I am thankful for the opportunity to comment on the interesting letter from Dr. Pivalizza and Dr. Warters. They, too, have demonstrated that aprotinin affects the thromboelastograph trace even when kaolin is used as the activator. We did not mention their work in our article as our submission to Anesthesiology preceded their abstract. Unlike our results, they have not noted a difference in the R times and maximum amplitudes with celite and kaolin activation. This may relate to the concentrations of these activators. As the kaolin and celite concentrations are increased, there is a decrease in the R times and a slight increase in the maximum amplitudes of the thromboelastograph traces. We used 37 μl of 1% kaolin and 1% celite solutions per milliliter of blood. Perhaps the kaolin or celite concentration used by Dr. Pivalizza and Dr. Waters was different. This illustrates one of the potential problems with near patient tests, such as thromboelastography. It is difficult to assure quality control and to standardize results among centers.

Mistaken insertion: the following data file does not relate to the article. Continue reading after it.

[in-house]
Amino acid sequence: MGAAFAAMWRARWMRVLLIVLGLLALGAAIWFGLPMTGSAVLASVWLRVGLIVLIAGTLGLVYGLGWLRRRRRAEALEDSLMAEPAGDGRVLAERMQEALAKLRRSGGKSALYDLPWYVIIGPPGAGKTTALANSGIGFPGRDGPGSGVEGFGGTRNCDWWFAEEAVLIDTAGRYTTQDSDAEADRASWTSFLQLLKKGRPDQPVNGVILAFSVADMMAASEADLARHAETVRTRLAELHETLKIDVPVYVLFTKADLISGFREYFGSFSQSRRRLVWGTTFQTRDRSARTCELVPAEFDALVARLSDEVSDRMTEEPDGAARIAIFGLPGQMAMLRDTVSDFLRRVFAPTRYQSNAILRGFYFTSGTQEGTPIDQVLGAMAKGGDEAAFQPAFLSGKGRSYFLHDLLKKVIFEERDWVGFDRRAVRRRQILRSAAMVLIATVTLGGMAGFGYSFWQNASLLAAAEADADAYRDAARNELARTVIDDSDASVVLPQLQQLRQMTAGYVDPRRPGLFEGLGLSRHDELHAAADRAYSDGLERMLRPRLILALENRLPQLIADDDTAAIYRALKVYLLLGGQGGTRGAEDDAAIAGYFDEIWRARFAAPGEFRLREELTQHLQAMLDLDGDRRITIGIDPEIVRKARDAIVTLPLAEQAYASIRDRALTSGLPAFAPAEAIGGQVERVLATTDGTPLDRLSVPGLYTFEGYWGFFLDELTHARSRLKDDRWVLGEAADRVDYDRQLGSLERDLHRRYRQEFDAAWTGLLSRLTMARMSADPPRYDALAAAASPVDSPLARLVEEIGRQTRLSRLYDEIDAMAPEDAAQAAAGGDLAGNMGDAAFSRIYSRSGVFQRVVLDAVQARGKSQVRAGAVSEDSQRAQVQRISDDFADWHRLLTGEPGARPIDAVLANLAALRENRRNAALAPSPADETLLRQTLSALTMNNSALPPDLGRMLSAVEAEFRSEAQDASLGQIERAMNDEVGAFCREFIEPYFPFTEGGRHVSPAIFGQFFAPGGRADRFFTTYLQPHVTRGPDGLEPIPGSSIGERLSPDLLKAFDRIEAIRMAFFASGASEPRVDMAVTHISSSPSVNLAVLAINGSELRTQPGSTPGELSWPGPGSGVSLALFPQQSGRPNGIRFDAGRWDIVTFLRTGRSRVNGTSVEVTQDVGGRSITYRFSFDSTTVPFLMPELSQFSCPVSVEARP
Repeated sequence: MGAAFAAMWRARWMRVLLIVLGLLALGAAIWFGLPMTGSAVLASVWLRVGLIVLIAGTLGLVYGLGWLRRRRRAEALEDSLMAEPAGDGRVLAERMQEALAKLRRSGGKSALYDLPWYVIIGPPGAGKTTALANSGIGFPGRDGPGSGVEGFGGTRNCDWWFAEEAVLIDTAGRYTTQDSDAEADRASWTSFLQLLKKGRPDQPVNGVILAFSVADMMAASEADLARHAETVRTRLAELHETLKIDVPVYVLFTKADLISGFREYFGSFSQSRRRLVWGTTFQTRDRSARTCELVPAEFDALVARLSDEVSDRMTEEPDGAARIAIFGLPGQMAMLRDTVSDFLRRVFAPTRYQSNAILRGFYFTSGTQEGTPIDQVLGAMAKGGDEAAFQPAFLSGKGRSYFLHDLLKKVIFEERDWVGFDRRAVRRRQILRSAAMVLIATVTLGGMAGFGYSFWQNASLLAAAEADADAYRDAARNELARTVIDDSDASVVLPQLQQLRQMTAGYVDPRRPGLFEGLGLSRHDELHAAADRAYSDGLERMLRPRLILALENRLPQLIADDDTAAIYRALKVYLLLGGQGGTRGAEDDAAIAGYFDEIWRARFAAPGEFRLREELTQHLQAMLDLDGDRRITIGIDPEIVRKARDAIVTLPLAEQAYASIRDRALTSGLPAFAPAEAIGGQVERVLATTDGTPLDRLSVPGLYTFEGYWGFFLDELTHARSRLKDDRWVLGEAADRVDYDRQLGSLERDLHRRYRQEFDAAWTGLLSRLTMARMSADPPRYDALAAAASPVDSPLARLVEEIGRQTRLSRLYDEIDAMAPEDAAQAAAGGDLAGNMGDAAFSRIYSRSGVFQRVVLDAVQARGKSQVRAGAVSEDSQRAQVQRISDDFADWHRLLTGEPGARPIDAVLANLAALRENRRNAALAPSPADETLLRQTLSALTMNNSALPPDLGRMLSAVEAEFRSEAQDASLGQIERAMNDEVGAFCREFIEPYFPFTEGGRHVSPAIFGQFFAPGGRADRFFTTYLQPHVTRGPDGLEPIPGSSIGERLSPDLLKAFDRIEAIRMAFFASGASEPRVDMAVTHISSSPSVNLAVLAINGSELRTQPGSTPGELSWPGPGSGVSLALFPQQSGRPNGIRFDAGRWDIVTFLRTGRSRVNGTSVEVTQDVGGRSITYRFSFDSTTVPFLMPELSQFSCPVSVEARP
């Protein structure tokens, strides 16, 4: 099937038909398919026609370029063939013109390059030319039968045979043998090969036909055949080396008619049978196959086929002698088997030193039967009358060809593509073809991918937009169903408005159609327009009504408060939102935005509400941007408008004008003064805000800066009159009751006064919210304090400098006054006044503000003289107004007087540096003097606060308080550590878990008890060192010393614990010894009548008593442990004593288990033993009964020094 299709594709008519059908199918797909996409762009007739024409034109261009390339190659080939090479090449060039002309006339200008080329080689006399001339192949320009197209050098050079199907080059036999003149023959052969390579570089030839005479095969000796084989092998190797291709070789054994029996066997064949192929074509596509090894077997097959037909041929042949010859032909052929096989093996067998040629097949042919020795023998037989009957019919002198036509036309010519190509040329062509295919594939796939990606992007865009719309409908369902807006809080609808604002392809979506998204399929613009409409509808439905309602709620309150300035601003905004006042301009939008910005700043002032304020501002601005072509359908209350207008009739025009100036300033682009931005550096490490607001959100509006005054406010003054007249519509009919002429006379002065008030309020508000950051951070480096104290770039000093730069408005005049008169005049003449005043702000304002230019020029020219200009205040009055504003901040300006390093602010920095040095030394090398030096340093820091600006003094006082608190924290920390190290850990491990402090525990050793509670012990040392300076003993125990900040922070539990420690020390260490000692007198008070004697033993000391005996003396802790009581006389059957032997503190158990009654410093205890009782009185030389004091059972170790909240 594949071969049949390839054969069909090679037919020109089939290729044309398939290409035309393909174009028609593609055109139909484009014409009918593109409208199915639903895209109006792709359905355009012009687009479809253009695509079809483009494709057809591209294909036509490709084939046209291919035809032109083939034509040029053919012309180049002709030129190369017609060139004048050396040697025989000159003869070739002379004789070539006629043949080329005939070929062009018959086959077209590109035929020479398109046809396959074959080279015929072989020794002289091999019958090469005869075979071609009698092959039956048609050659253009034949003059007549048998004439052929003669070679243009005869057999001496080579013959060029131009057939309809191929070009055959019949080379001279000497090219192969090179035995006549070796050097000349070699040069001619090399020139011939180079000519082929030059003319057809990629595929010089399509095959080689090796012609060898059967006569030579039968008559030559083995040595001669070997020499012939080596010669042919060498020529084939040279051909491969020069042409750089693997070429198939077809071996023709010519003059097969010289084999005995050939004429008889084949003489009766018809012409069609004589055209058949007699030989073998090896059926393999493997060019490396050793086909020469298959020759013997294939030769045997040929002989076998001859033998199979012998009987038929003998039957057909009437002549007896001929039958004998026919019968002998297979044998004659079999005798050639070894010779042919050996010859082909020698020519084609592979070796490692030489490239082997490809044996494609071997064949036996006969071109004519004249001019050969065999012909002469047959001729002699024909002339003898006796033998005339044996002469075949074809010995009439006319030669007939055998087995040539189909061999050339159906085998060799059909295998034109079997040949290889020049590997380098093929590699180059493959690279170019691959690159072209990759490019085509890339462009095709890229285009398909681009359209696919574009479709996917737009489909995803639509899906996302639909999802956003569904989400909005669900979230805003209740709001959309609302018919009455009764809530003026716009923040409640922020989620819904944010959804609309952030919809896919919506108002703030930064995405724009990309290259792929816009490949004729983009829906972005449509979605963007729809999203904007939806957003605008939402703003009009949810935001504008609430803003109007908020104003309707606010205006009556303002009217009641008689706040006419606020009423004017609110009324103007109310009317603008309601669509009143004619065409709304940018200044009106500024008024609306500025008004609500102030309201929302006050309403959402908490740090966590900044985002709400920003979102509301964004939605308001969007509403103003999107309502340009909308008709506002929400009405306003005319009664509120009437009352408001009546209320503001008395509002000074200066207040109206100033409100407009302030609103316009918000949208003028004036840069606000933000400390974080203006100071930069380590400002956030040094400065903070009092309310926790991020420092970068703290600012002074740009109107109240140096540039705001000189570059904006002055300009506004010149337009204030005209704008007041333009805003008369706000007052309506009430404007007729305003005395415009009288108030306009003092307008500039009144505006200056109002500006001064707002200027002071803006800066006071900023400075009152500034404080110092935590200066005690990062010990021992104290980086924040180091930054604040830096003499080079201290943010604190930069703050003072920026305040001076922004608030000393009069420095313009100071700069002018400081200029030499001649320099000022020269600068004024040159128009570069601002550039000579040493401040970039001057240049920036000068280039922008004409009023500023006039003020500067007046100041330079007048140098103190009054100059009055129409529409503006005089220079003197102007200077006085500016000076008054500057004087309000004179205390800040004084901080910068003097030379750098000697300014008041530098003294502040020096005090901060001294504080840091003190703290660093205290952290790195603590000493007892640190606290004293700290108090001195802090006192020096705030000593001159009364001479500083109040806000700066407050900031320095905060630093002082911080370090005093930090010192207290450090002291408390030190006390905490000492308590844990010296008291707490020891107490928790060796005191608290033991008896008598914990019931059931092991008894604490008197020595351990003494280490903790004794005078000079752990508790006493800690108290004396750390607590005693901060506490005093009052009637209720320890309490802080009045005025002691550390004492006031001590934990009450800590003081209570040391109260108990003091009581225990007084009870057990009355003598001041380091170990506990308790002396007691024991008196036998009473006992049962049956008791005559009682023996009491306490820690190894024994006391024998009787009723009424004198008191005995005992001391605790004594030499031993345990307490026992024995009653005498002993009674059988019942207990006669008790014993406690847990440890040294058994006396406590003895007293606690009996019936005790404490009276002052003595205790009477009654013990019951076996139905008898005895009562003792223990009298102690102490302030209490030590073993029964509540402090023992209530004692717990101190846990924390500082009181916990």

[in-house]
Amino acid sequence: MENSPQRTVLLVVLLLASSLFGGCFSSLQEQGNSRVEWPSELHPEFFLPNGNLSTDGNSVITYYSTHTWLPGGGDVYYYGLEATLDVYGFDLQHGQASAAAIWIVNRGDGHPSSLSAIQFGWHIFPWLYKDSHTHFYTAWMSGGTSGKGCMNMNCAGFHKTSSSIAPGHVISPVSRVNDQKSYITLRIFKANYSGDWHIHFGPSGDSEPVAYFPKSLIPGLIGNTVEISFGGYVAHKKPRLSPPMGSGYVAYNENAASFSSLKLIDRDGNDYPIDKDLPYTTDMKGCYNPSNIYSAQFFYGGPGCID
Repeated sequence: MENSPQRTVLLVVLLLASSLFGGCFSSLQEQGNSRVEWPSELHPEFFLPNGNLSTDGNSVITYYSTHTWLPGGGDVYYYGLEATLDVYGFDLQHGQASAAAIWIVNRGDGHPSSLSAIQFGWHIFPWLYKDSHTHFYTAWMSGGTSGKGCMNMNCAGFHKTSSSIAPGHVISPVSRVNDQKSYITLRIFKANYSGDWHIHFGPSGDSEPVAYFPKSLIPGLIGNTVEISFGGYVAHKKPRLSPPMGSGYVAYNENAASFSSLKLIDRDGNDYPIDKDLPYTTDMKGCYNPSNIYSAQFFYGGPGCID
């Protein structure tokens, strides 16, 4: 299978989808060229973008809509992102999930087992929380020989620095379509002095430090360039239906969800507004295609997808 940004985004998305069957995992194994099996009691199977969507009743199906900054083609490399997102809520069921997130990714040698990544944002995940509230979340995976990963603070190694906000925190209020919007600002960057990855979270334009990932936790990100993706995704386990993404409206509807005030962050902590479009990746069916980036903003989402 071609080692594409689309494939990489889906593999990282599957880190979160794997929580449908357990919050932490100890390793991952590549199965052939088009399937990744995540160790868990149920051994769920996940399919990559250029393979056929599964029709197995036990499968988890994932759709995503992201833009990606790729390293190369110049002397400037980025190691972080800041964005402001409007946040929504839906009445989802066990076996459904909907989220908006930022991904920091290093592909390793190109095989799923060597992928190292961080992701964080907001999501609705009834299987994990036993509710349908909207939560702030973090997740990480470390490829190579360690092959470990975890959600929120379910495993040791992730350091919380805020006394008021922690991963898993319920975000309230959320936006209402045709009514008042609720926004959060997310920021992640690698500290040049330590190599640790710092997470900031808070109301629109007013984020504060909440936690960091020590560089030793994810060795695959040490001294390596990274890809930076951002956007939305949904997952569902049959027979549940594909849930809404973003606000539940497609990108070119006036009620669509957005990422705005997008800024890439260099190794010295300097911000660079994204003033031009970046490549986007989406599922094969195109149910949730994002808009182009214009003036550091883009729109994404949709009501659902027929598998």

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Correspondence| September 2002
Anesthesiology September 2002, Vol. 97, 759.
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Michael S. Avidan; Kaolin-activated Thromboelastography. Anesthesiology 2002; 97:759 doi: https://doi.org/10.1097/00000542-200209000-00050
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